You CAN Remove False, Defamatory Reviews from Yelp
A false Yelp review can be devastating to a business. There are a number of factors that vary the impact of a false review, including of course the nature of the false review, and the number of honest, positive reviews to offset it. But a recent study determined that a single false Yelp review can cut a business’s gross income by 20%. I personally have seen situations involving businesses with few reviews are put out of business by false reviews.
Unfortunately, Yelp thrives on negative reviews. A big part of Yelp’s income comes from businesses that pay to subscribe to Yelp’s business services. Most of the incentive for wanting to pay Yelp comes from a desire to set forward a better image on Yelp, and for that Yelp needs negative reviews. A business with nothing but positive Yelp reviews is less incentivized to pay Yelp.
It is NOT true that paying Yelp will allow removal of negative reviews, or that failing to pay Yelp results in removal of all positive reviews, at least not directly. I don’t believe that there is a secret manual within Yelp, instructing its salespeople to retaliate against businesses that refuse to sign up for Yelp’s services, but I have received too many calls from potential clients, complaining that is just what happened, to believe that it is mere coincidence.
The story is always the same. The business was going along, singing a song, with nothing but positive Yelp reviews. Then, out of the blue, two or more negative reviews appear, usually blatantly fake in nature, because the “reviewers” complain about some product or service the business does not even offer. In one instance, the caller to our office received two fake reviews in two days, both using names of famous athletes.
Yelp undoubtedly has a mechanism that notifies its salespeople when a business has received negative reviews, because shortly after these fake reviews appear, the business receives a call from Yelp’s sales department, noting the negative reviews, and explaining that while paying $500 per month to Yelp will not enable the business to remove these negative reviews, it will give the business more control over its “Yelp presence”, including the elimination of ads from competing businesses on that business’s home page.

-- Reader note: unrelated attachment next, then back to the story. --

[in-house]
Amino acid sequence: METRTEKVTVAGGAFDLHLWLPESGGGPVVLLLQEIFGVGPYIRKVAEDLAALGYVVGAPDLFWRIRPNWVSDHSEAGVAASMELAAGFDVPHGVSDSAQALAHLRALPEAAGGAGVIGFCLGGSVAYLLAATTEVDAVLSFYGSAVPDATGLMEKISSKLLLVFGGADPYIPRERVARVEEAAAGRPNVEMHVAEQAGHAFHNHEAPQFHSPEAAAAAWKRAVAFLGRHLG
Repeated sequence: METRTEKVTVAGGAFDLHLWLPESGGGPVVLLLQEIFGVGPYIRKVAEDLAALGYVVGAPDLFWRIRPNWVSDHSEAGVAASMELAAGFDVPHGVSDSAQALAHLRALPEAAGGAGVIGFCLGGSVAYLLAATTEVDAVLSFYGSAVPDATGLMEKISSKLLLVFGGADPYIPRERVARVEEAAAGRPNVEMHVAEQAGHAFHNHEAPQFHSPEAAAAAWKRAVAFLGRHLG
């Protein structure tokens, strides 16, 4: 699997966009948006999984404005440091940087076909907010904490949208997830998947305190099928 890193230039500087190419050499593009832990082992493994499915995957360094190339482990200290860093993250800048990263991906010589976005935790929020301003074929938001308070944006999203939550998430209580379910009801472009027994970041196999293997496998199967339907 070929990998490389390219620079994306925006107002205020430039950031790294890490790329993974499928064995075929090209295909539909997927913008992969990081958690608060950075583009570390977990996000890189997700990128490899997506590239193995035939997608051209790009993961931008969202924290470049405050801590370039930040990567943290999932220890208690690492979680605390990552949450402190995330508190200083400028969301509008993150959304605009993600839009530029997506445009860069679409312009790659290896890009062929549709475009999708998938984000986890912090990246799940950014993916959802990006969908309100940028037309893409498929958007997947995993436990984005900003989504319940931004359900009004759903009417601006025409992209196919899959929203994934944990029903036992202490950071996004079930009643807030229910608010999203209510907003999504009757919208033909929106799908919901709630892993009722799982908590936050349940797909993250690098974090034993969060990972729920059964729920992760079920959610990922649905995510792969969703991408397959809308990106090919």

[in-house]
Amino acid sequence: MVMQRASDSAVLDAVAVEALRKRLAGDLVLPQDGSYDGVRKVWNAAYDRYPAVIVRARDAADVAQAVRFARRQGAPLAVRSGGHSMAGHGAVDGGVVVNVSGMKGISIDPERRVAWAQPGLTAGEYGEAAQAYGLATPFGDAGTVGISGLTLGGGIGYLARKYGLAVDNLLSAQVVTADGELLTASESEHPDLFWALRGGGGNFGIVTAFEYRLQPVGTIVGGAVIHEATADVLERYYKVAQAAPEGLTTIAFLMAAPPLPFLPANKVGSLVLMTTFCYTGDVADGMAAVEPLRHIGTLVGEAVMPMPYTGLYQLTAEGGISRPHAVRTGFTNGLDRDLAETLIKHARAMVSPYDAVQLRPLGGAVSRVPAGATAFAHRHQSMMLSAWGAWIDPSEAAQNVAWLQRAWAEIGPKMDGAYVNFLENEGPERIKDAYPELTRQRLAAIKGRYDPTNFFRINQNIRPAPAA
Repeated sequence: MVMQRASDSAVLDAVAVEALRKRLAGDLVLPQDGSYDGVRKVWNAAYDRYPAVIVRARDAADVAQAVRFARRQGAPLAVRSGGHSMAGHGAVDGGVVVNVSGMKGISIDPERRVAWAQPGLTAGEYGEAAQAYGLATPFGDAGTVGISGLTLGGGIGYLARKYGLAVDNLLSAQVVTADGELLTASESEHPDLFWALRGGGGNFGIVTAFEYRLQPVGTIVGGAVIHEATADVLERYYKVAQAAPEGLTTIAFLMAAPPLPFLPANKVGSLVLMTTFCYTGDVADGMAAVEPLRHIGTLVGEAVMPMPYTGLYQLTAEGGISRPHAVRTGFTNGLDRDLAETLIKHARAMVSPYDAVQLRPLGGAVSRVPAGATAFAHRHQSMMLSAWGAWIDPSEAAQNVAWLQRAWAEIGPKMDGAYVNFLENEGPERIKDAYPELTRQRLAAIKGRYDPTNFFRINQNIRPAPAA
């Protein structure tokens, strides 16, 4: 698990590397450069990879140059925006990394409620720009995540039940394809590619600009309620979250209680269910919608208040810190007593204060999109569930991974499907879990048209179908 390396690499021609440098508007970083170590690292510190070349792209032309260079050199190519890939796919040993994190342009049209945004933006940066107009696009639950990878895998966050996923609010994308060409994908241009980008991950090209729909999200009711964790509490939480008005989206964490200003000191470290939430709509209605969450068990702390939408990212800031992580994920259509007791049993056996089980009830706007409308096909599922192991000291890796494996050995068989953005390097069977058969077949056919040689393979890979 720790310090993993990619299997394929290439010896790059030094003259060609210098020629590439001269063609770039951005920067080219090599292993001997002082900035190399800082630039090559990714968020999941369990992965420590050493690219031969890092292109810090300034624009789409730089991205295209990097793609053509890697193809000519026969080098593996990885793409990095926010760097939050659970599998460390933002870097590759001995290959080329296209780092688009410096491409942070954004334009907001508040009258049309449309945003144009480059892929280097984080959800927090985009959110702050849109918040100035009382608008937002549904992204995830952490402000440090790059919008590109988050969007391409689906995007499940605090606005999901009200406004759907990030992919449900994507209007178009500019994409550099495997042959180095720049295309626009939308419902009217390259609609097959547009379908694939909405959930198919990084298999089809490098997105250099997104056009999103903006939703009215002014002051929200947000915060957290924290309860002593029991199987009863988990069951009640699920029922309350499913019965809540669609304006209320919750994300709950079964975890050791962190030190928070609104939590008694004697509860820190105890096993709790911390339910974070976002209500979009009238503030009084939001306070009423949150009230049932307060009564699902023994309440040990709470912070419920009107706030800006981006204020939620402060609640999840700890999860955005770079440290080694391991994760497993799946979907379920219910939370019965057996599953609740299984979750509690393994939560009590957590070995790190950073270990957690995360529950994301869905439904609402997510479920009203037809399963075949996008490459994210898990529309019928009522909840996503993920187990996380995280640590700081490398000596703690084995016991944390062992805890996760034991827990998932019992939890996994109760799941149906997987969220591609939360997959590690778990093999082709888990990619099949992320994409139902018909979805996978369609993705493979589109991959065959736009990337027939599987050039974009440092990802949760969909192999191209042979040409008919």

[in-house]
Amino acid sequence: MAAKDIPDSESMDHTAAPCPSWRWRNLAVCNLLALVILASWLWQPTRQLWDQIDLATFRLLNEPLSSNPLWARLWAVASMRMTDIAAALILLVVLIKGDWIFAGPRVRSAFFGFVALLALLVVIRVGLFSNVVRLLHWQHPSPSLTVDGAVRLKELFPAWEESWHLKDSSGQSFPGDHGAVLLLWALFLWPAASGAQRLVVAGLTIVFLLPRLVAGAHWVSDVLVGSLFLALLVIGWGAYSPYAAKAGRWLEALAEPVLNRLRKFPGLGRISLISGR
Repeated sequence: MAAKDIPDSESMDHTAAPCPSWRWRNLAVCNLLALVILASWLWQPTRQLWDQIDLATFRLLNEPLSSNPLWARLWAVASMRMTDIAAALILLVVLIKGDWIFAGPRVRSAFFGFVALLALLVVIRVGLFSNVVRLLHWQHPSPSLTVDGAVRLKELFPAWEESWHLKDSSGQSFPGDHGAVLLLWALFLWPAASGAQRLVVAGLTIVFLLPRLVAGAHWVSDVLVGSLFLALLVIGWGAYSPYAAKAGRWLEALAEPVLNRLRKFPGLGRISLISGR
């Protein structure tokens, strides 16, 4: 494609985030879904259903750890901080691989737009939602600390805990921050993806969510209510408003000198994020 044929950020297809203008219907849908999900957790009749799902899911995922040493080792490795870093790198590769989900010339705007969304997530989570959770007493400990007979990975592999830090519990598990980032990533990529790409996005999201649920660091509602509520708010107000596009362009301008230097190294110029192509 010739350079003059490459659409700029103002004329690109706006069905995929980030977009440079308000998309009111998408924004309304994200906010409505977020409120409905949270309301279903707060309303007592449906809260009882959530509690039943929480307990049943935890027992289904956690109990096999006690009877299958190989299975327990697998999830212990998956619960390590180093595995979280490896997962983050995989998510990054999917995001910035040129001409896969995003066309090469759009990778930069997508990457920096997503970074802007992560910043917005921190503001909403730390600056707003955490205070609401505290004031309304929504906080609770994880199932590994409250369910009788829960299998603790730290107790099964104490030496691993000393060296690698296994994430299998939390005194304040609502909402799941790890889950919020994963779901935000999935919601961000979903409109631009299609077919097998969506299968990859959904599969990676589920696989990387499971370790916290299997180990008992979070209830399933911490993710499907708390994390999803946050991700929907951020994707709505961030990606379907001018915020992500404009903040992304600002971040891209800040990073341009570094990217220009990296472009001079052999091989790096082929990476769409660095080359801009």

If the business respectfully declines, it is then that the business’s positive reviews are filtered, or so has been reported to us over and over and over.
My theory, giving Yelp the benefit of the doubt, is not that Yelp is retaliating, but that this sales process brings a human being into the equation, instead of just Yelp’s algorithm. Under Yelp’s “rules”, reviews are supposed to be entirely organic, and not the result of improper encouragement from the business. Perhaps in looking at all those positive reviews, said human being notices that many were posted in the same week, possibly indicating that there was some incentive provided that week for Yelp reviews. Or perhaps it is noticed that many of the reviews refer to the owners by name. Would so many people eating at a restaurant really know the owners’ names? Perhaps these raise red flags, and legitimate or not, it is decided that these positive reviews should be filtered.
It is because of this sequence of events that so many people believe that Yelp is somehow responsible for the negative reviews, and that the removal of positive reviews is done to punish business that don’t subscribe.
But whatever the reality may be, the undeniable fact is that fake reviews are posted on Yelp. We have repeatedly uncovered “fake review mills”, ranging from disgruntled former employees to full time staff members, hired to post negative reviews about competitors.
Only false reviews need apply.
We are not in the business of removing legitimate reviews. A review is only false if it asserts a VERIFIABLY false statement. An opinion can never be defamatory.
The calls we typically get from doctors will illustrate the point. A doctor will call, upset by a Yelp review, because the patient said that she was kept waiting in the examination room far too long, and when the doctor finally did arrive, he was brusque and had terrible bedside manner.
The doctor proclaims that he remembers that particular examination, and the reason the patient was kept waiting was because another patient coded in one of the examination rooms, and after the ambulance took him away, the doctor had to rush through his remaining appointments. The doctor wants to sue for defamation, because the review creates a false impression of how patients are treated.
But none of the statements are verifiably false. The good doctor has a valid reason as to WHY the patient had a bad experience, but that does not alter the fact that the patient had a bad experience. There is no basis for a defamation claim.
But often “Yelpers” feel compelled to embellish. If that same reviewer falsely stated that because the doctor was so rushed, he incorrectly diagnosed her as having a decease, THAT is a fact that is easily confirmed or refuted. If false, that makes the review defamatory because it casts the doctor in a false light. A reader might not be concerned that a doctor kept him waiting and then was brusque during the appointment – that is pretty much the norm – but if the doctor incompetently diagnosed a patient, that is a doctor to be avoided.
That is the distinction between an opinion review, and a verifiably false review that can be removed from Yelp.
How to Remove a False Review from Yelp
If you are the victim of a false review on Yelp – one containing verifiably false information – it is likely you can get it removed. Here are the steps to follow:
1. First, give a little time to see if the situation will resolve itself.
Yelp’s own algorithm sometimes gets it right. Yelp is especially suspicious of what I call “one-up reviews”, where the reviewer created a Yelp identity just to trash one business. Yelp may filter the review with no action on your part. And there is always a chance that the person who posted the false review will get a case of conscious and remove it.